Moving technology services to the cloud has become commonplace over the last few years. But as government agencies weigh the pros and cons of various big-name cloud providers, another option has begun to surface — open source cloud computing.

One such platform is OpenStack, created by NASA and Rackspace Hosting, a data storage solution provider. Launched in July 2010, OpenStack has grown to become a global collaboration of developers and cloud computing technologists producing ubiquitous code for public and private clouds.

Now featuring almost 4,000 people and more than 178 companies, the community’s goal is to develop a cloud standard and scalable cloud operating system that any organization can use to offer services on typical computing hardware. The technology is composed of various projects that become the components that make up a cloud infrastructure.

According to Jim Curry, general manager of Rackspace Cloud Builders, the need for open source cloud technology was spurred by stagnation in the cloud provider market a few years ago. Prior to OpenStack, there was concern in the industry that the market for cloud platforms was moving too slowly, Curry said, in-part because providers such as Amazon and Rackspace were building their own proprietary systems.

The problem was that by choosing to go with one specific provider, a customer could theoretically get locked into a cloud model and would be unable to easily switch off if a need to transition arose. But if a customer’s cloud was instead based on an open source cloud platform, that situation might not be as big of an issue, and may even spur growth in the cloud market.

“The answer became obvious — let’s pursue an open development path,” Curry said. “As a company, it allowed us to get the world working on our problems together; it allowed people to come in with common issues they were trying to resolve and try to build a common cloud platform.”

Rackspace had made some progress on the storage end of cloud technology but lacked development on the computing side of an open source cloud platform. That’s where NASA came in. The federal agency was having the same concerns and issues as Rackspace about how to use and develop cloud most efficiently.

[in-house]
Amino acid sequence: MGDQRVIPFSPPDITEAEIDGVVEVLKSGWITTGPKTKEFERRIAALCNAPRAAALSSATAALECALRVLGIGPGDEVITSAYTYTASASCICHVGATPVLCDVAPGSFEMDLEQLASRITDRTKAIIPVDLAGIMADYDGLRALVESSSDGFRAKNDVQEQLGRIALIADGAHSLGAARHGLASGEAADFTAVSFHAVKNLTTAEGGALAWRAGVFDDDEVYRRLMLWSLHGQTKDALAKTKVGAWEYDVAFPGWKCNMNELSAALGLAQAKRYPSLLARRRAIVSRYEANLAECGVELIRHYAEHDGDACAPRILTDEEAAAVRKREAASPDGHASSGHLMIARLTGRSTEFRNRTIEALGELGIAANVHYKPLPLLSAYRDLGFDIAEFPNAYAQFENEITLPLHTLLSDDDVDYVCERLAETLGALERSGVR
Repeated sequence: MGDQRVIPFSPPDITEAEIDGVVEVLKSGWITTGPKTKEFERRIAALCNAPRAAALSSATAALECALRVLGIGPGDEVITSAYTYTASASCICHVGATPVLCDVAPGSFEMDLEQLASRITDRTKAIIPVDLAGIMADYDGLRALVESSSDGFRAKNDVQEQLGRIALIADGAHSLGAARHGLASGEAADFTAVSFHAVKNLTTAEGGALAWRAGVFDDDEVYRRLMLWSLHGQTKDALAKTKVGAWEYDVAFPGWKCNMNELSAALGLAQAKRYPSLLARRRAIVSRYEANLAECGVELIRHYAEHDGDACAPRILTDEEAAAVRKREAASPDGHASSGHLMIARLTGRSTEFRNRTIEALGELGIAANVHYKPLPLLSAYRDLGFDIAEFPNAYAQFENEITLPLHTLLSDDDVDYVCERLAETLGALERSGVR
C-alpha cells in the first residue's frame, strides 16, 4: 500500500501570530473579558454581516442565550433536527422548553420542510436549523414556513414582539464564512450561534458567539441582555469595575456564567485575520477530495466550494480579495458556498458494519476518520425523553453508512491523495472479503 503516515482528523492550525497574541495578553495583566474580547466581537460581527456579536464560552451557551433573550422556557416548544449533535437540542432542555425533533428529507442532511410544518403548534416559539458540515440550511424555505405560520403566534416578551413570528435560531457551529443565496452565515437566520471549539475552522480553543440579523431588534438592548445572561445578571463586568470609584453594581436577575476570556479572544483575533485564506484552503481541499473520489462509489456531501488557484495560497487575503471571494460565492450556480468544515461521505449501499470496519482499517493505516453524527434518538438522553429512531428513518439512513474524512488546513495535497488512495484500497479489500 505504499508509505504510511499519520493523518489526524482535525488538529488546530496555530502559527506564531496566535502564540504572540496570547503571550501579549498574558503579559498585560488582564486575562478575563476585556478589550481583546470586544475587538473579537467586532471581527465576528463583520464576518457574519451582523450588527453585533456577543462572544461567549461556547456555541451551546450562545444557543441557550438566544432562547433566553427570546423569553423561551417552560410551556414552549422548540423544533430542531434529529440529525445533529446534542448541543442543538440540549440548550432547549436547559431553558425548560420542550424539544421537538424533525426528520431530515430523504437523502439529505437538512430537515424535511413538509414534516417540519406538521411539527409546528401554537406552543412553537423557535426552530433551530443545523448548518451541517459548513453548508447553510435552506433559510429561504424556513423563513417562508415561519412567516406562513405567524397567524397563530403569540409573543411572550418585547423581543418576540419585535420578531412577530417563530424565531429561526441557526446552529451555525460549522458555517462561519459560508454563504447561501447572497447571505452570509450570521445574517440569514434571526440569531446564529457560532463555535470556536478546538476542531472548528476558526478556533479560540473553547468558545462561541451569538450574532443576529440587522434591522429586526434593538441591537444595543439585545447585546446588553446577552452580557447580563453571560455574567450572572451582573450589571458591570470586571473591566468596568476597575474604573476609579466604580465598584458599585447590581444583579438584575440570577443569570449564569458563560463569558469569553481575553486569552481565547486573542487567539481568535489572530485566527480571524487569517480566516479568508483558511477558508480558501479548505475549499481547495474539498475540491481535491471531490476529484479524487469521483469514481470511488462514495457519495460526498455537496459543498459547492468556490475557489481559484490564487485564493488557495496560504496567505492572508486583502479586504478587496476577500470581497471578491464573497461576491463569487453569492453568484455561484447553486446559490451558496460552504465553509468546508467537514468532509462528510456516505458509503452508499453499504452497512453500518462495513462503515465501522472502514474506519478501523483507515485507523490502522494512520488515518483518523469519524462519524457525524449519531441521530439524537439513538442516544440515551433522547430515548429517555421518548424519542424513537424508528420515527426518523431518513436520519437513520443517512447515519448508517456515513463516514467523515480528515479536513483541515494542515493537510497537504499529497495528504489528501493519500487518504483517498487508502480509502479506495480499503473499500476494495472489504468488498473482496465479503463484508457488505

At the time, NASA was in the midst of constructing its own proprietary cloud system called “Nebula.” NASA had been working on the system since 2008 and had made strides with the compute portion of the technology, which they dubbed “Nova,” but lacked advancement on cloud storage capacity. So the union between Rackspace and NASA was a natural marriage of technology that spawned OpenStack.

Ray O’Brien, former project manager of Nebula and current acting CIO of NASA’s Ames Research Center, said it took about a month of cutting through red tape and obtaining the proper clearances to get the partnership off the ground. NASA and Rackspace first met in mid-June 2010 and federal government approval was granted in the weeks following, ushering in a new era of sorts in the way NASA works with the outside community.

O’Brien said the story is a great public-private partnership case study. NASA projects usually involve a contract or grant agreement. But that structure doesn’t apply well to an open source endeavor, so O’Brien’s team had to get a waiver from standard policy to make the collaboration a reality.

Getting that approval wasn’t easy, however. NASA had used open source products in its projects before and also developed its own open source technologies and released them to the public in the past. But the agency didn’t have a policy that governed how to partake in community development that was predicated on working hand-in-hand with people virtually over networks from a variety of different companies.

“That was new and that was a challenge to get that waiver,” O’Brien admitted. “There’s a group here at NASA that wants to use the success that came out of OpenStack to push for policy revision that will allow this to happen on a broader scale within NASA.”

The benefits of open source cloud computing center on flexibility, particularly for state and local government agencies already vested or looking to move into a cloud infrastructure.

Curry said there are two things state and local officials should know about open source cloud computing. First, it’s an emerging standard that will be included in the various vendor-created cloud platforms. Second, in the future, he believes government IT personnel will be able to implement their own cloud platforms instead of relying on vendors and potentially high licensing costs.

Brian Heaton  |  Senior Writer

Brian Heaton is a senior writer for Government Technology. He primarily covers technology legislation and IT policy issues. He also contributes to Emergency Management magazine. Brian started his journalism career in 1999, covering sports and fitness for two trade publications based in Long Island, N.Y.